‘Unfriended’ Preview: A Horror Film Through Skype

You may remember, a few weeks ago we had a blog post that previewed an upcoming film A Girl Like Her. The film, one that resembles a real-life documentary depicting the problems society has with bullying in our school systems, was aimed to grab the attention of teenagers and their parents around the country.

Today, we would like to take the time to introduce you to another upcoming film Unfriended, which will release on April 17. The basic premise of this film has a high school student (Laura) committing suicide after receiving constant ridicule over an embarrassing video that was captured of her at a party. There was a group of students who were especially cruel to Laura and not surprisingly, the biggest factor in this treatment of Laura was their jealously towards her.

Like many teenagers growing up in today’s society, these students communicated daily through the use of social media and Skype video chat. One night the video chat is abruptly interrupted by a mysterious caller who aims to take digital revenge at the students who caused so much pain to a student that eventually took her own life.

Unfriended shows us the hidden ugly truth of what really goes in in the lives of teenagers in this generation. Bullying/cyberbullying is something that has become a huge issue around the world in the last 10-15 years.

Films like this are important because they force us to step out of our comfort zone and recognize the real consequences that can result when teenagers engage in bullying activity. There is nothing more sad than learning how a child’s life was destroyed at no fault of their own…. after it’s too late.

Early reviews suggest it is well worth your time to make the trip to see the film but only if you are prepared for what you are going to see. Calum Marsh from Slant Magazine explains:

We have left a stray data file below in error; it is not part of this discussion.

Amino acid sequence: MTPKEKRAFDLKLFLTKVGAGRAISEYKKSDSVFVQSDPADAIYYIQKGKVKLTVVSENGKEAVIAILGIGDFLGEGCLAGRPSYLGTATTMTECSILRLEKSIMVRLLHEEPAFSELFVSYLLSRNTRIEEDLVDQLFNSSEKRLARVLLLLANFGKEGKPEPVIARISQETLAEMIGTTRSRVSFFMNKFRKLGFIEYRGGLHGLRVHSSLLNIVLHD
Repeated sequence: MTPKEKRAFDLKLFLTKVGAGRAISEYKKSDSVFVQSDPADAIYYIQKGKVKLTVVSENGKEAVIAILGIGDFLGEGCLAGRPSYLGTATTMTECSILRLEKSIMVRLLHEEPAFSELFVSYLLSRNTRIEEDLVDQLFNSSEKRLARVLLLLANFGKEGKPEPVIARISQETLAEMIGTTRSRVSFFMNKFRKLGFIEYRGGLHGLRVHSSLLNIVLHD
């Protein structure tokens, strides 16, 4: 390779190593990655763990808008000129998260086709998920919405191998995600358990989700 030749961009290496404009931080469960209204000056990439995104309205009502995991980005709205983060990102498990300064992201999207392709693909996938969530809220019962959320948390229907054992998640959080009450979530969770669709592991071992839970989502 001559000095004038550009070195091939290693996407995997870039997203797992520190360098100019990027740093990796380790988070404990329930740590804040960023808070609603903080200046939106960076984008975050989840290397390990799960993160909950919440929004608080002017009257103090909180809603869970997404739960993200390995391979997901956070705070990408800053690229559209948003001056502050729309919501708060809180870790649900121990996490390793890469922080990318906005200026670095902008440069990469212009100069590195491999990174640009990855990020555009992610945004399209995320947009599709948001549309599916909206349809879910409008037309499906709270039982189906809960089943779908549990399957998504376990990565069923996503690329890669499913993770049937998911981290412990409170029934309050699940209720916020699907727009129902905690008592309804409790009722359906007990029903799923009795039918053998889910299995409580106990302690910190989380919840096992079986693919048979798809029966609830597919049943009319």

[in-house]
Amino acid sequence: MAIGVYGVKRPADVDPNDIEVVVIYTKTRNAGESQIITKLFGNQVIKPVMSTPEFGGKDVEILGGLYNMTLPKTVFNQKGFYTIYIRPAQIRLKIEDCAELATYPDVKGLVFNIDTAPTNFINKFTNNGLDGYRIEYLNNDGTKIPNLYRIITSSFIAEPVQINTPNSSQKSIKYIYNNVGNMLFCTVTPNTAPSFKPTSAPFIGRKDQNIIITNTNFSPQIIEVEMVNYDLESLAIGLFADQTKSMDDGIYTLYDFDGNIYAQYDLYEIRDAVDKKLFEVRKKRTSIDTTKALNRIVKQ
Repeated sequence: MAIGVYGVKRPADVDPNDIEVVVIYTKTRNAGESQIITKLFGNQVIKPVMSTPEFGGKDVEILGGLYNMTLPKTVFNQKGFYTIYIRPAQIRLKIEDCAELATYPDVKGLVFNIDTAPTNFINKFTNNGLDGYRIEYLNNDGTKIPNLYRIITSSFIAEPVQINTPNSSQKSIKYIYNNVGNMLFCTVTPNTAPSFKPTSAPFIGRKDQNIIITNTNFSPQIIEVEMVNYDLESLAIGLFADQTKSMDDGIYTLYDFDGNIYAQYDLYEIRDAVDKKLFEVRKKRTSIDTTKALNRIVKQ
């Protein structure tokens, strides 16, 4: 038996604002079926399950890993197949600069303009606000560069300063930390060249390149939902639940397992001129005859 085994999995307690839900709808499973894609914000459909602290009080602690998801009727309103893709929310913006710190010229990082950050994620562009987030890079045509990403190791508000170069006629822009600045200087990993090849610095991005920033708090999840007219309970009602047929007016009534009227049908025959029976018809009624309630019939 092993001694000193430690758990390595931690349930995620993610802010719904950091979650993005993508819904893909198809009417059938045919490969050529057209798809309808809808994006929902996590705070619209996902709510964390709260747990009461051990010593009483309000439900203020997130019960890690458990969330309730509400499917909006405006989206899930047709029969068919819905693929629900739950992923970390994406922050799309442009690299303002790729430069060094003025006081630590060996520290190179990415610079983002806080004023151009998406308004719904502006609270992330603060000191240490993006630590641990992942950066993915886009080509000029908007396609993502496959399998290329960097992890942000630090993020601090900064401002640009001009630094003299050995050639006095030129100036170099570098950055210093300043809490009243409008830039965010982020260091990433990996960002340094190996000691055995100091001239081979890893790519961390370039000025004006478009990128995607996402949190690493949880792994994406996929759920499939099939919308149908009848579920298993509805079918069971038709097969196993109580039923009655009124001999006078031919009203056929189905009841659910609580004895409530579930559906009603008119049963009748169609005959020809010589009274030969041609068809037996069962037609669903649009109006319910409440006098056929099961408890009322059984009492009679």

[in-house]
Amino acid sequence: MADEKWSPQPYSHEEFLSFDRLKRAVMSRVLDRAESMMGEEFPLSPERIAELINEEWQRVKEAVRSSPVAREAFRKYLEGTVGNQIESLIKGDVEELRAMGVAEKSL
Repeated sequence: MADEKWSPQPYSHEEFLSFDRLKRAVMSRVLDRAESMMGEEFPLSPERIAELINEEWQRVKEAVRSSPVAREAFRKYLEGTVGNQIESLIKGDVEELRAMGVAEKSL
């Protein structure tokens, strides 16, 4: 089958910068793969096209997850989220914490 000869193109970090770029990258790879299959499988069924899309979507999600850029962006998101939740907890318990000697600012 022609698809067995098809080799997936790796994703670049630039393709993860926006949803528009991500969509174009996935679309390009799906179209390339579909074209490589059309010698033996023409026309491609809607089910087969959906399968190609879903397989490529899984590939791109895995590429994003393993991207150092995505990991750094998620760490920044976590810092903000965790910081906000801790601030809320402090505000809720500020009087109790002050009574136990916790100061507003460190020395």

“Horror fans, broadly speaking, have come to regard conspicuous gimmicks and ostentatious high concepts with skepticism over the years, as filmmakers—and, more often still, shrewd producers—have exhausted every novelty of form or structure in a bid to seize on the latest trend. So it’s with due caution that one approaches Levan Gabriadze’s Unfriended, which is billed as “told in real-time, entirely from a teenaged girl’s computer screen.” A faintly desperate variation on the increasingly tired found-footage trend hardly sounds appealing. And yet, remarkably, the framing device proves thoughtful, even rather elegant—an appropriate vehicle for a work of intelligence and wit.”

The fact that two films (A Girl Like Her and Unfriended) that had a similar message (raising awareness on bullying) were released within a few weeks of each other is not by coincidence. Slowly but surly, the world is beginning to understand how dangerous of an issue this has been for some time now and how crucial it is to do something about it.


With your help, we can make a difference. Help end the fight against bullying. Join the conversation using the hashtag #StopBullying and #BeTheChange.

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